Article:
The Menu Foods Inc. pet food recall, which began mid-March and involved more than 100 brands of pet food, caught the attention of veterinarians, pet owners, pet food manufacturers, pet store retailers, as well as the general public. At press time, media coverage about the pet food recall had slowed down, with the latest recall being issued late May.
This is a good indication that the problem is under control, says Kimberly May, DVM, Dipl. ACVS, American Veterinary Medical Assn.’s Communications Division.
“There haven’t been any other complaints that have been brought to our attention,” Dr. May says. “I think people are becoming a little more comfortable that things have at least slowed down.”
However, there are still concerns as to the long-term effects in animals that ate the tainted food, she says.
“We’re not sure what’s going to happen as far as chronic problems,” May says. “Until we can get an idea of what that may be, I think there is going to be some concern on everyone’s part.”
The recall has been quite an eye opener for many people who didn’t necessarily understand the U.S. Food and Drug Administration’s role in this, May says. Many pet owners have questioned why the number of documented deaths have remained so low (16 at press time) when various media reports have claimed there could be thousands more.
“[The FDA’s] primary mission in this entire recall situation has been to investigate the situation and ensure that the recalls are enforced,” May says. “Once you cross that line into collecting data on the deaths and linking those deaths back to the food, that goes beyond their scope. In a human situation, that would be the role of the Centers for Disease Control, but we don’t have that.”
The FDA says it recognizes that there may be many more pet illnesses and deaths than the 16 confirmed so far. Universities and groups such as Banfield, the Veterinary Information Network and the American Assn. of Veterinary Laboratory Diagnosticians are providing information to help the FDA in assessing the extent of the outbreak.
ecause there is no surveillance network for the FDA to rely on to confirm cases, it must investigate each complaint and confirm whether or not the pet food was involved, a FDA spokeswoman says.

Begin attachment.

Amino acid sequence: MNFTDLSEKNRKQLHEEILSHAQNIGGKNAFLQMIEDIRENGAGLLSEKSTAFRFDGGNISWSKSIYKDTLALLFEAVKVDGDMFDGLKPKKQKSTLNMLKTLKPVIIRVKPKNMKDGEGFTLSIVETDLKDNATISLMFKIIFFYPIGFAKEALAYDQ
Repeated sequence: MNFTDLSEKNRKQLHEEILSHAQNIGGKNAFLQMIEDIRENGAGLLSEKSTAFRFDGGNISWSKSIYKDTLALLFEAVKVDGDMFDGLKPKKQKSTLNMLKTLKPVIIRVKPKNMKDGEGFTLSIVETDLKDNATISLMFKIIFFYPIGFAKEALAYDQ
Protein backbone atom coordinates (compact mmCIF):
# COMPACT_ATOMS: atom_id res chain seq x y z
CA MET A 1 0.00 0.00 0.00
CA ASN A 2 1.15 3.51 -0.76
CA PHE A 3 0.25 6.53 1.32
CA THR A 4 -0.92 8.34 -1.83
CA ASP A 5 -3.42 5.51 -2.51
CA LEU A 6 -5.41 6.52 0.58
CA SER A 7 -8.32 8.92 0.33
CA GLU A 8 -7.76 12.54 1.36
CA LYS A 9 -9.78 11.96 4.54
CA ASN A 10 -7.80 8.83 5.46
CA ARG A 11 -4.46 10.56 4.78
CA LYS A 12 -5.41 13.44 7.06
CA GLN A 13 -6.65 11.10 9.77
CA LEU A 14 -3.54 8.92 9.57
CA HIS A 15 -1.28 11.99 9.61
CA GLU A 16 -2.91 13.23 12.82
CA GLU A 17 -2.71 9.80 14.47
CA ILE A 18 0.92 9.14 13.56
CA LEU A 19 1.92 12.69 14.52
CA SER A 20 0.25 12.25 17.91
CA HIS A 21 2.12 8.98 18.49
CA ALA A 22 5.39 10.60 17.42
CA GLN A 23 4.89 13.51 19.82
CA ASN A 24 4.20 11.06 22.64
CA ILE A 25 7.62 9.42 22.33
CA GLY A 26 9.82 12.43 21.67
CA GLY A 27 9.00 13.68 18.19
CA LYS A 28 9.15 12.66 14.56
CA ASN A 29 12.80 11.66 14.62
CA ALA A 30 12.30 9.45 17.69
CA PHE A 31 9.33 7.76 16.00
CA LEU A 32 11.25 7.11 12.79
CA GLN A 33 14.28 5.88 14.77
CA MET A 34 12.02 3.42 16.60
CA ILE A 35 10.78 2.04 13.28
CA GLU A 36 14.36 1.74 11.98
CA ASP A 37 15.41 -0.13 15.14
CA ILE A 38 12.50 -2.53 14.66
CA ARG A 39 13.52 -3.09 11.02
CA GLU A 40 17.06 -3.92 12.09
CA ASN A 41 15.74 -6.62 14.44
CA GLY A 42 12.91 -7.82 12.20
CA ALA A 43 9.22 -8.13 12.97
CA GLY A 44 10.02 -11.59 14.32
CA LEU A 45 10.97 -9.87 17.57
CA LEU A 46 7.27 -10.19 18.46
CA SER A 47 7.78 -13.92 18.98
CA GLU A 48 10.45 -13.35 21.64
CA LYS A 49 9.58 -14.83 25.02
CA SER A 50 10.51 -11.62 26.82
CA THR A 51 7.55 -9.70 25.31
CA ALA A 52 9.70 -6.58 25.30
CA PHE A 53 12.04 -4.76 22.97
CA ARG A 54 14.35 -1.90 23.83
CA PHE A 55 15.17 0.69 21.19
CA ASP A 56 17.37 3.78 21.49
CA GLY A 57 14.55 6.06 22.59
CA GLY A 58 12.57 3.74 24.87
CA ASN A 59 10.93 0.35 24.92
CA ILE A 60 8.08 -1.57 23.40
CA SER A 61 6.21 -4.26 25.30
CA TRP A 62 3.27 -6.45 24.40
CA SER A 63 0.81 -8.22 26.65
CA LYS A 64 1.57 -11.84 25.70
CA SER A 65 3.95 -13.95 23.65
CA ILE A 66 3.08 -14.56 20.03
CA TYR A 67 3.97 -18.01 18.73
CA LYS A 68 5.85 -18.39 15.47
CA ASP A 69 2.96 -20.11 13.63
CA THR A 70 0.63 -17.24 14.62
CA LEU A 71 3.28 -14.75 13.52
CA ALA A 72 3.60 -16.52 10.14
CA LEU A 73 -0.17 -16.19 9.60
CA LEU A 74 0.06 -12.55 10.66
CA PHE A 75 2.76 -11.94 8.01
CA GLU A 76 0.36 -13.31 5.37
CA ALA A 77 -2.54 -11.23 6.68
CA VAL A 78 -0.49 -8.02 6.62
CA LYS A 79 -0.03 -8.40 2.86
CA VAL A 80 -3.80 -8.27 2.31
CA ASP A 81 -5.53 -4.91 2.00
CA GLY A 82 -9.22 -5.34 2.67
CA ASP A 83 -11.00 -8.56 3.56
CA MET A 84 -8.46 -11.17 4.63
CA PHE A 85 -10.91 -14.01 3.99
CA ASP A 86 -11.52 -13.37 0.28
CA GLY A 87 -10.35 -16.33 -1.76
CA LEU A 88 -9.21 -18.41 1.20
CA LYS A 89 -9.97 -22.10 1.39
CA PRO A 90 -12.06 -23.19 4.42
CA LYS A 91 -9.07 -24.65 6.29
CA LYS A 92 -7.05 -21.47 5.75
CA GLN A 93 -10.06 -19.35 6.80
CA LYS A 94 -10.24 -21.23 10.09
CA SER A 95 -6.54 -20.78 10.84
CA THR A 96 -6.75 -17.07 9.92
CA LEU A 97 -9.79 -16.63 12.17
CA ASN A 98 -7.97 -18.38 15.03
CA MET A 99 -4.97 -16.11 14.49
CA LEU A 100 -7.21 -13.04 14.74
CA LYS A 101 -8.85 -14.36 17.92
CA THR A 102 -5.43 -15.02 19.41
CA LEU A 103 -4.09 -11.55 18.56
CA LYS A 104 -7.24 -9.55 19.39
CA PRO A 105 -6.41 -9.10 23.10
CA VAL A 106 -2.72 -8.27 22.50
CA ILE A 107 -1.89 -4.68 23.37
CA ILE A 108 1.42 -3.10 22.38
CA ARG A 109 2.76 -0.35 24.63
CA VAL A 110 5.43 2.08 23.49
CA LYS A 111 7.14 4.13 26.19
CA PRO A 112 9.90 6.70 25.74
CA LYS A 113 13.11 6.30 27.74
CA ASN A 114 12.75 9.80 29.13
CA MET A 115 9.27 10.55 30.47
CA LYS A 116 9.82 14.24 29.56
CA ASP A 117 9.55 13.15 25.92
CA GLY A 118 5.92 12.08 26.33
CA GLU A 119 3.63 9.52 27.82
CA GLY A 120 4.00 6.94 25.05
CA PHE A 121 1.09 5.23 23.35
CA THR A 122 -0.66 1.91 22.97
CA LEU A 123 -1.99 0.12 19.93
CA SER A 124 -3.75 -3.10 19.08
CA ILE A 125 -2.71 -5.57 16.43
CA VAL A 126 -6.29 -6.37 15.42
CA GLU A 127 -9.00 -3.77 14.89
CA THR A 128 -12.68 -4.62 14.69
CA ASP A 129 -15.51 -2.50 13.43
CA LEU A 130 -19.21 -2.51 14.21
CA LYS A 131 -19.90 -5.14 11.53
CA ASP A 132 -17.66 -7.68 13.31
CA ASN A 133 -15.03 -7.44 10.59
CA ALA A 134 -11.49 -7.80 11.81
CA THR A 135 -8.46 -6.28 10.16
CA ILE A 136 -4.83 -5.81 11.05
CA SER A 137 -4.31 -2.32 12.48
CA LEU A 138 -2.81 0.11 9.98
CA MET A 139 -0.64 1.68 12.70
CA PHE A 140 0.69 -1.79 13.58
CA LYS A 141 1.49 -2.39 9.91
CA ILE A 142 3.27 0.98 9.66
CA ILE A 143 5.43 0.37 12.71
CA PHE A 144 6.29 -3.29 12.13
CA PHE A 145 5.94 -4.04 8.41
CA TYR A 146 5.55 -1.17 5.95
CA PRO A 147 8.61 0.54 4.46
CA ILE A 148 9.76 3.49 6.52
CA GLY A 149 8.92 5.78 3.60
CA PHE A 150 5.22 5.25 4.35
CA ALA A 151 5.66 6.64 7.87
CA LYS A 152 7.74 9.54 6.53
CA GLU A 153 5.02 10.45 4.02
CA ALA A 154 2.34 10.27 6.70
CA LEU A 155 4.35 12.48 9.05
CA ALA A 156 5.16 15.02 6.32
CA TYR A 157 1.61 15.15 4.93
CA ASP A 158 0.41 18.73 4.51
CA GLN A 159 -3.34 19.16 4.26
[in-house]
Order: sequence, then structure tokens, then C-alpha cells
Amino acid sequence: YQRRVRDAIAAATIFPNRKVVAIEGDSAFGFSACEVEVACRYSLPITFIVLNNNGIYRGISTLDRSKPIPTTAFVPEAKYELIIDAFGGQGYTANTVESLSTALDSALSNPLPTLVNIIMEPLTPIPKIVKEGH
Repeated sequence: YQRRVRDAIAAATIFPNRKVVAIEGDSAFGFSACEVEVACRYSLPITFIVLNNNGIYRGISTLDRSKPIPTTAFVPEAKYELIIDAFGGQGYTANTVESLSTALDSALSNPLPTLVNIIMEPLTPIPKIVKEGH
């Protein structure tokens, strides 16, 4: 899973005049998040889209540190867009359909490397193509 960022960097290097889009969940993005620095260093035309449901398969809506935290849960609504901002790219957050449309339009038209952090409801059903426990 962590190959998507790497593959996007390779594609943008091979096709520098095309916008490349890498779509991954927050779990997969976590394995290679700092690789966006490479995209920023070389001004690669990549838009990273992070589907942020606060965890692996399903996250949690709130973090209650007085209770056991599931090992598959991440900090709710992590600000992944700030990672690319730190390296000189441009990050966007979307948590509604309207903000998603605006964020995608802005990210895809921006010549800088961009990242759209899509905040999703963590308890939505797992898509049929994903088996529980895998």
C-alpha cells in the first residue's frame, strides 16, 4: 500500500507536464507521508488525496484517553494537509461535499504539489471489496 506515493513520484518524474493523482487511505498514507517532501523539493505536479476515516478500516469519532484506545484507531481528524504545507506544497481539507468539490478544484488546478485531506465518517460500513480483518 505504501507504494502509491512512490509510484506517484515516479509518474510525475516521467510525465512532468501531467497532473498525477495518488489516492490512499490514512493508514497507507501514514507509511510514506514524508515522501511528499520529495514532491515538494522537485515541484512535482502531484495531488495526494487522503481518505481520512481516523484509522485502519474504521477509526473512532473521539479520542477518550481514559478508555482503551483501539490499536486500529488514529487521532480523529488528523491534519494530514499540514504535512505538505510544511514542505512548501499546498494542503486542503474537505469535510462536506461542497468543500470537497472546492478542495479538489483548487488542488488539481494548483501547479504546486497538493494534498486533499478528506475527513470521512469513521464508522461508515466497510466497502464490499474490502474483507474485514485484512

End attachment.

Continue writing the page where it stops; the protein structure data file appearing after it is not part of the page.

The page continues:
“To date, the agency has received over 18,000 complaints,” she says. “Confirmation that these may be related to the pet food recall takes time and requires follow up by our field staff. Veterinary reports and other evidence need to be collected for each case before any of these reports can be confirmed. In many instances there is insufficient information available to draw a conclusion about a possible association with pet food consumed and pet illness and death. The FDA’s primary concern is in identifying the source of the contaminant, assuring that the recall is effective and providing information to the public.”
The need for a surveillance system in a CDC capacity is being discussed, and the FDA says it recognizes the benefits of such a system in addressing future outbreaks.
In the meantime, the FDA says it will continue to monitor imported wheat and corn gluten as well as rice protein concentrate and isolates arriving from all countries destined for human and animal consumption.
“The FDA import alert for these products sourced from China remains in effect and U.S. Customs and Border Protection will continue laboratory testing of the products as they enter the United States,” the spokeswoman says. “The inspections are a precautionary measure to ensure the safety of products entering at U.S. ports of entry.”
May says that the AVMA continues to disseminate the latest pet food recall information (www.avma.org), but doesn’t predict it will ever have the answer to the total number of pet deaths associated with the recall.
“We suspect there will never be an accurate total number,” May says. “People want that, but it’s probably not practical at this point.”